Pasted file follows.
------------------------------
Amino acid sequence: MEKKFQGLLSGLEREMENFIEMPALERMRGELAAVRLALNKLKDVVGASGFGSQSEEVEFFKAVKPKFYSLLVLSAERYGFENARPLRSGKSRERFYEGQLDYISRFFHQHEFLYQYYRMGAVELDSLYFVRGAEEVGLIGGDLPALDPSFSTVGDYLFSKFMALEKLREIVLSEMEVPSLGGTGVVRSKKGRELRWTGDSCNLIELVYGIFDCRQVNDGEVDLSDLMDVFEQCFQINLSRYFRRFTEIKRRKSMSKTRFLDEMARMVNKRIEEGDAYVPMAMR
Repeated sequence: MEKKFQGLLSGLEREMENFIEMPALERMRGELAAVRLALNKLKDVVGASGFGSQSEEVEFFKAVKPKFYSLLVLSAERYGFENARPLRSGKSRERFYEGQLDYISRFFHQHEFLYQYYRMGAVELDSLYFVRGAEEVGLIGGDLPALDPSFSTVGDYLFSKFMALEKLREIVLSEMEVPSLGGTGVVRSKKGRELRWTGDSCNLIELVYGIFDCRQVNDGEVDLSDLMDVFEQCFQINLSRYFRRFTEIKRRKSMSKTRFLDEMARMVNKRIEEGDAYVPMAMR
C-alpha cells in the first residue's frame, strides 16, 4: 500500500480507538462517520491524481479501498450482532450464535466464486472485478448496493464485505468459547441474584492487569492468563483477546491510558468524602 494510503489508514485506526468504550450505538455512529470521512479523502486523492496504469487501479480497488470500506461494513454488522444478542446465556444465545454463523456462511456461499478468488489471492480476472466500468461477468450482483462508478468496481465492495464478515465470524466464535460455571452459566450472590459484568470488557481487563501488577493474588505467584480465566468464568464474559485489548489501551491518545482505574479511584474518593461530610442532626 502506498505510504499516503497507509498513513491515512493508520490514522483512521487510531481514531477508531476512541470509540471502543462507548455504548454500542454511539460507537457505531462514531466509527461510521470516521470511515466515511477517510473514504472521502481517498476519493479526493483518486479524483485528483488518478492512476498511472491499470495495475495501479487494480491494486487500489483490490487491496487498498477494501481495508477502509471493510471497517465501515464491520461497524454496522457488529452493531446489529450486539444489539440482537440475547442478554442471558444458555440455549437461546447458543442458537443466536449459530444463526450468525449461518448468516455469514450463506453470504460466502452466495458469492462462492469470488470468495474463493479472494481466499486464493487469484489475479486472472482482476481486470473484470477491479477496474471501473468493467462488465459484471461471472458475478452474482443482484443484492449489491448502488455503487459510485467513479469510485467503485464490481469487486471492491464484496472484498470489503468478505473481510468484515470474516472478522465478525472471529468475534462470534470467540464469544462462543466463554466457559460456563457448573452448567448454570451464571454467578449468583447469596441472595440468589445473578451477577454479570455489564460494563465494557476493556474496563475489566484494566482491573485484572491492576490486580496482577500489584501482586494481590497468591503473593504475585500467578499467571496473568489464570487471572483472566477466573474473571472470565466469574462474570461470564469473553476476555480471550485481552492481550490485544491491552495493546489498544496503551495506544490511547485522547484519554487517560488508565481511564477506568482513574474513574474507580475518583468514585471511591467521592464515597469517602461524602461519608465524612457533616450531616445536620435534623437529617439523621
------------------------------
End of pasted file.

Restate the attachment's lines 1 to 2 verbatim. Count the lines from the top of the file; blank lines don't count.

Amino acid sequence: MEKKFQGLLSGLEREMENFIEMPALERMRGELAAVRLALNKLKDVVGASGFGSQSEEVEFFKAVKPKFYSLLVLSAERYGFENARPLRSGKSRERFYEGQLDYISRFFHQHEFLYQYYRMGAVELDSLYFVRGAEEVGLIGGDLPALDPSFSTVGDYLFSKFMALEKLREIVLSEMEVPSLGGTGVVRSKKGRELRWTGDSCNLIELVYGIFDCRQVNDGEVDLSDLMDVFEQCFQINLSRYFRRFTEIKRRKSMSKTRFLDEMARMVNKRIEEGDAYVPMAMR
Repeated sequence: MEKKFQGLLSGLEREMENFIEMPALERMRGELAAVRLALNKLKDVVGASGFGSQSEEVEFFKAVKPKFYSLLVLSAERYGFENARPLRSGKSRERFYEGQLDYISRFFHQHEFLYQYYRMGAVELDSLYFVRGAEEVGLIGGDLPALDPSFSTVGDYLFSKFMALEKLREIVLSEMEVPSLGGTGVVRSKKGRELRWTGDSCNLIELVYGIFDCRQVNDGEVDLSDLMDVFEQCFQINLSRYFRRFTEIKRRKSMSKTRFLDEMARMVNKRIEEGDAYVPMAMR